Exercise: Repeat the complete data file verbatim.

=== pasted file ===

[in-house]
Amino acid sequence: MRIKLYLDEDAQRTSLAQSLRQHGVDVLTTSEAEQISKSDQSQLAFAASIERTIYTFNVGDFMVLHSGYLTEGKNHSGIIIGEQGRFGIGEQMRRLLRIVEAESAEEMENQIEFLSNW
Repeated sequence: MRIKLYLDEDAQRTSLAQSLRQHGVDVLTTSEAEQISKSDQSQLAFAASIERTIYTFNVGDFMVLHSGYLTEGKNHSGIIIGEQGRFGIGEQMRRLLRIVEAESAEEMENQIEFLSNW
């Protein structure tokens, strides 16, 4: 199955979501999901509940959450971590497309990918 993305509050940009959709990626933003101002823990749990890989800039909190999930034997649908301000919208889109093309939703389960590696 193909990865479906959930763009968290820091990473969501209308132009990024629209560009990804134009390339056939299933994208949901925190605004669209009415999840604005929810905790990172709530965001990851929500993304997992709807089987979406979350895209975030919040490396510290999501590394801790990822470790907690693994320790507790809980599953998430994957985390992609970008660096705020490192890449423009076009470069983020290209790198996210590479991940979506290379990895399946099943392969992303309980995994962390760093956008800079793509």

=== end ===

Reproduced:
[in-house]
Amino acid sequence: MRIKLYLDEDAQRTSLAQSLRQHGVDVLTTSEAEQISKSDQSQLAFAASIERTIYTFNVGDFMVLHSGYLTEGKNHSGIIIGEQGRFGIGEQMRRLLRIVEAESAEEMENQIEFLSNW
Repeated sequence: MRIKLYLDEDAQRTSLAQSLRQHGVDVLTTSEAEQISKSDQSQLAFAASIERTIYTFNVGDFMVLHSGYLTEGKNHSGIIIGEQGRFGIGEQMRRLLRIVEAESAEEMENQIEFLSNW
């Protein structure tokens, strides 16, 4: 199955979501999901509940959450971590497309990918 993305509050940009959709990626933003101002823990749990890989800039909190999930034997649908301000919208889109093309939703389960590696 193909990865479906959930763009968290820091990473969501209308132009990024629209560009990804134009390339056939299933994208949901925190605004669209009415999840604005929810905790990172709530965001990851929500993304997992709807089987979406979350895209975030919040490396510290999501590394801790990822470790907690693994320790507790809980599953998430994957985390992609970008660096705020490192890449423009076009470069983020290209790198996210590479991940979506290379990895399946099943392969992303309980995994962390760093956008800079793509």